We know it happens. We know it’s wrong. So what now?
At Sidelines, we’re done.
We’re done reading about rape and assault happening in our community, on our campus, to our friends.
So speak up.
If you see someone in a situation that might be threatening, speak up. Just ask, “Are you ok?” “Do you want to do this?” “Haven’t you been drinking?”
If someone comes to you, speak up. Tell them about the campus resources and encourage them to go to the police.
If it happens to you, speak out. Tell the police, get yourself help and don’t let them win. Don’t let yourself become a statistic, don’t let the attack go unpunished. Tell police, campus counselors, a friend or an advisor.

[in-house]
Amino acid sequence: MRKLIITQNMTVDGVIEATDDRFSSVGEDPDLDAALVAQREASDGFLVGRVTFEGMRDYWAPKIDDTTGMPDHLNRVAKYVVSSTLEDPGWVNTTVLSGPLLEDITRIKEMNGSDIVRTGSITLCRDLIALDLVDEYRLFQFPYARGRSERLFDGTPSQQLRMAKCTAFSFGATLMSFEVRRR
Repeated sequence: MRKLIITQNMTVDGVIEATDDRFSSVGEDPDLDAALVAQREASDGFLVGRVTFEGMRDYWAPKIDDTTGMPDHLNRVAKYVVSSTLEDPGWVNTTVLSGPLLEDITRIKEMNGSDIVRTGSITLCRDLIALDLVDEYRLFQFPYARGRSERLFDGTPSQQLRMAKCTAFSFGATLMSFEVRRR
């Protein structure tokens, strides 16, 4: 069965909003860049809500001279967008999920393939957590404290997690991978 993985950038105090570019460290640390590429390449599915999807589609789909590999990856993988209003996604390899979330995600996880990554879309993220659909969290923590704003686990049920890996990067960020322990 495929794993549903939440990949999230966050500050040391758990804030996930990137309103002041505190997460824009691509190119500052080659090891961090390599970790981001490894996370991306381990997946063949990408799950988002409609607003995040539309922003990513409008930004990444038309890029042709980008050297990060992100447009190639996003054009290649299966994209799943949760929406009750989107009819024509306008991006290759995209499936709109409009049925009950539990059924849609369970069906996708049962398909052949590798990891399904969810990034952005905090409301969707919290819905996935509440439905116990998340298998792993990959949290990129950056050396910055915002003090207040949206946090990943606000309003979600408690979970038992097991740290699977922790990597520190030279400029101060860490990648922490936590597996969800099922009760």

“By speaking up, you’re taking control of something out of your control,” executive producer of “The Hunting Ground” Ruthanne Harnisch said. “By breaking the silence, you help break the trend.”
Graphics provided by the Washington Post-Kaiser study. Source: This Washington Post-Kaiser Family Foundation poll was conducted by telephone Jan. 15-March 29, 2015, among a random national sample of 1,053 adults age 17 to 26 who are current or recent undergraduate students at a four-year U.S. college since 2011 and lived on or near campus. Surveys were conducted on both conventional and cellular phones. The results from the full survey have a margin of sampling error of plus or minus 3.5 percentage points. Sampling, data collection and tabulation by Social Science Research Solutions (SSRS) of Media, Pa. Full results and exact question wording and order is available at www.wapo.st/pollarchive